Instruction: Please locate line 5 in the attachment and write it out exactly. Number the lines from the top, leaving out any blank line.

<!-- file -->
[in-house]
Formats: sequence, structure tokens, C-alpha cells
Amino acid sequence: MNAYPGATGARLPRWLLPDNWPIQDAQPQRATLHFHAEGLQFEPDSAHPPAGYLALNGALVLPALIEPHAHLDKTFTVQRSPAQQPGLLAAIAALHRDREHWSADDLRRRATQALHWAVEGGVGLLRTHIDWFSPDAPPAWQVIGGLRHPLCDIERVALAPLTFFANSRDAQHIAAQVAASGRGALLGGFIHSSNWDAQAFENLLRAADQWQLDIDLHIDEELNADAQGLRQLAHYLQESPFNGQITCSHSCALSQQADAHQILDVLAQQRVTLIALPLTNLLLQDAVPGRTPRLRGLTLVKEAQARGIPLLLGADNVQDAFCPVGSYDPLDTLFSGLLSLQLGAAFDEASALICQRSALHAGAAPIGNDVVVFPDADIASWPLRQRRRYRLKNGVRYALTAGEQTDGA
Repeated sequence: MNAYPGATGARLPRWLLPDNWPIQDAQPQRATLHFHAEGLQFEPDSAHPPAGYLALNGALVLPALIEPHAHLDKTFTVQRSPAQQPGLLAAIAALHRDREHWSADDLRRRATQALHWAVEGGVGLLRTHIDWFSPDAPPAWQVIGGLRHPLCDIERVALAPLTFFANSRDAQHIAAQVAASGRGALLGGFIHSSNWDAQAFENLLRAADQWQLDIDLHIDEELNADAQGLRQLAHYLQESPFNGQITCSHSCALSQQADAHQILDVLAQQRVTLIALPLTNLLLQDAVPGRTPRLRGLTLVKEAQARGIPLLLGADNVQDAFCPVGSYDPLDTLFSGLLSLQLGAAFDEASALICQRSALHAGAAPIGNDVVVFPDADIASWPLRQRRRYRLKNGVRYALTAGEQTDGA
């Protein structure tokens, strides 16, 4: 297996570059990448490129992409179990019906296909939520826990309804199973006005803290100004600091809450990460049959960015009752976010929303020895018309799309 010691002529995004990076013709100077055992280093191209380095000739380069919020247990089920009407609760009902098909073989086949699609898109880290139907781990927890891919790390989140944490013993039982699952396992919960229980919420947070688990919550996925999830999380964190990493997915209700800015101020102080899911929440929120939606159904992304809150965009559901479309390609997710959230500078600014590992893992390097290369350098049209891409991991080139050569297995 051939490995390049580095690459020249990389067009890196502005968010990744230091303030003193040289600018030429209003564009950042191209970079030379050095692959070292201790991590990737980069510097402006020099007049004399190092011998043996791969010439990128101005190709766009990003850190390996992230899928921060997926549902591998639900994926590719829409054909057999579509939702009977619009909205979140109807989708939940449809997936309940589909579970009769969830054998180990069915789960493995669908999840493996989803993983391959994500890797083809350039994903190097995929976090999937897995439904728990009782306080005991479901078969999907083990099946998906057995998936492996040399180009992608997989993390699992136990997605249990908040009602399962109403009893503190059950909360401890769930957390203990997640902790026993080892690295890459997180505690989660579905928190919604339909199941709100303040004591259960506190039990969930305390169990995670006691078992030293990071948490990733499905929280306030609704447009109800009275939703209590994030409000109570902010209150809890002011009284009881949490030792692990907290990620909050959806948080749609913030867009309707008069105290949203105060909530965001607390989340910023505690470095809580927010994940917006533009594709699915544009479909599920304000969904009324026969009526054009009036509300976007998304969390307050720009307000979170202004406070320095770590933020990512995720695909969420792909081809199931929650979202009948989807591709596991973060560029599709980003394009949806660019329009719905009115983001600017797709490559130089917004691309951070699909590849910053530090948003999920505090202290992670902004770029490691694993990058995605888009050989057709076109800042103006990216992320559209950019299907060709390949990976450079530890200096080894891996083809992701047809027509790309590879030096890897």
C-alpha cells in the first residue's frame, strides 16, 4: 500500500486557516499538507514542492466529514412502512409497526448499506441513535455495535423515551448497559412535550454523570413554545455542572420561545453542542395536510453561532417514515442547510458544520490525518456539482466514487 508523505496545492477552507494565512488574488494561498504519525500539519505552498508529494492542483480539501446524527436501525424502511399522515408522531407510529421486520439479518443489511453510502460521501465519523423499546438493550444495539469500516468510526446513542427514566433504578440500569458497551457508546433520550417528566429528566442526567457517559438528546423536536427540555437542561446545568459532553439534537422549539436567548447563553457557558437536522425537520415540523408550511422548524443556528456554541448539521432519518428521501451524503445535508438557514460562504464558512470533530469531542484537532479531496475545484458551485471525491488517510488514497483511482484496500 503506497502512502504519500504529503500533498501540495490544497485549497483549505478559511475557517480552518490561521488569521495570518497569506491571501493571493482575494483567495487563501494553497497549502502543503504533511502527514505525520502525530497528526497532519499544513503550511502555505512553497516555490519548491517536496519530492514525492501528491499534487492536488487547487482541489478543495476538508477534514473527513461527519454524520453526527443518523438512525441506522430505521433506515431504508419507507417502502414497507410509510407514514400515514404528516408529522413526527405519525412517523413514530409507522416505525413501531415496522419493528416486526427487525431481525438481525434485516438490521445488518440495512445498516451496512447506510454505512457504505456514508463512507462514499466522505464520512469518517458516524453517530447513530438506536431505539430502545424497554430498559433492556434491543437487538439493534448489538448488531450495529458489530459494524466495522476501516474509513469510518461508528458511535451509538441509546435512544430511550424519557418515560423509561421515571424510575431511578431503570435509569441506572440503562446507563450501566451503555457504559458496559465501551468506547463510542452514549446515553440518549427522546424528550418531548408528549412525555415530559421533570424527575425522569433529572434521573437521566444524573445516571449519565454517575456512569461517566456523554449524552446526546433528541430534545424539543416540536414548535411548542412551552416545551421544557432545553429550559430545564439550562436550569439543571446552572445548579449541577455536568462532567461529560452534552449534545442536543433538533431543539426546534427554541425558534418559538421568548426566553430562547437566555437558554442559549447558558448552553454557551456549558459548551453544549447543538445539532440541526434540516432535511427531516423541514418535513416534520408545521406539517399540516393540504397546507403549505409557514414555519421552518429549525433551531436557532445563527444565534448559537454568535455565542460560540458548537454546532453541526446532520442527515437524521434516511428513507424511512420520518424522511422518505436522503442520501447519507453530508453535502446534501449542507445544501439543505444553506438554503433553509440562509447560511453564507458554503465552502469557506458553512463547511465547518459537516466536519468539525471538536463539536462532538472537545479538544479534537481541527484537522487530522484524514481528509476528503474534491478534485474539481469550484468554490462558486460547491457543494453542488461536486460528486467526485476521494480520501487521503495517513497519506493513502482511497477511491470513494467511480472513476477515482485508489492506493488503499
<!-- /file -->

């Protein structure tokens, strides 16, 4: 297996570059990448490129992409179990019906296909939520826990309804199973006005803290100004600091809450990460049959960015009752976010929303020895018309799309 010691002529995004990076013709100077055992280093191209380095000739380069919020247990089920009407609760009902098909073989086949699609898109880290139907781990927890891919790390989140944490013993039982699952396992919960229980919420947070688990919550996925999830999380964190990493997915209700800015101020102080899911929440929120939606159904992304809150965009559901479309390609997710959230500078600014590992893992390097290369350098049209891409991991080139050569297995 051939490995390049580095690459020249990389067009890196502005968010990744230091303030003193040289600018030429209003564009950042191209970079030379050095692959070292201790991590990737980069510097402006020099007049004399190092011998043996791969010439990128101005190709766009990003850190390996992230899928921060997926549902591998639900994926590719829409054909057999579509939702009977619009909205979140109807989708939940449809997936309940589909579970009769969830054998180990069915789960493995669908999840493996989803993983391959994500890797083809350039994903190097995929976090999937897995439904728990009782306080005991479901078969999907083990099946998906057995998936492996040399180009992608997989993390699992136990997605249990908040009602399962109403009893503190059950909360401890769930957390203990997640902790026993080892690295890459997180505690989660579905928190919604339909199941709100303040004591259960506190039990969930305390169990995670006691078992030293990071948490990733499905929280306030609704447009109800009275939703209590994030409000109570902010209150809890002011009284009881949490030792692990907290990620909050959806948080749609913030867009309707008069105290949203105060909530965001607390989340910023505690470095809580927010994940917006533009594709699915544009479909599920304000969904009324026969009526054009009036509300976007998304969390307050720009307000979170202004406070320095770590933020990512995720695909969420792909081809199931929650979202009948989807591709596991973060560029599709980003394009949806660019329009719905009115983001600017797709490559130089917004691309951070699909590849910053530090948003999920505090202290992670902004770029490691694993990058995605888009050989057709076109800042103006990216992320559209950019299907060709390949990976450079530890200096080894891996083809992701047809027509790309590879030096890897």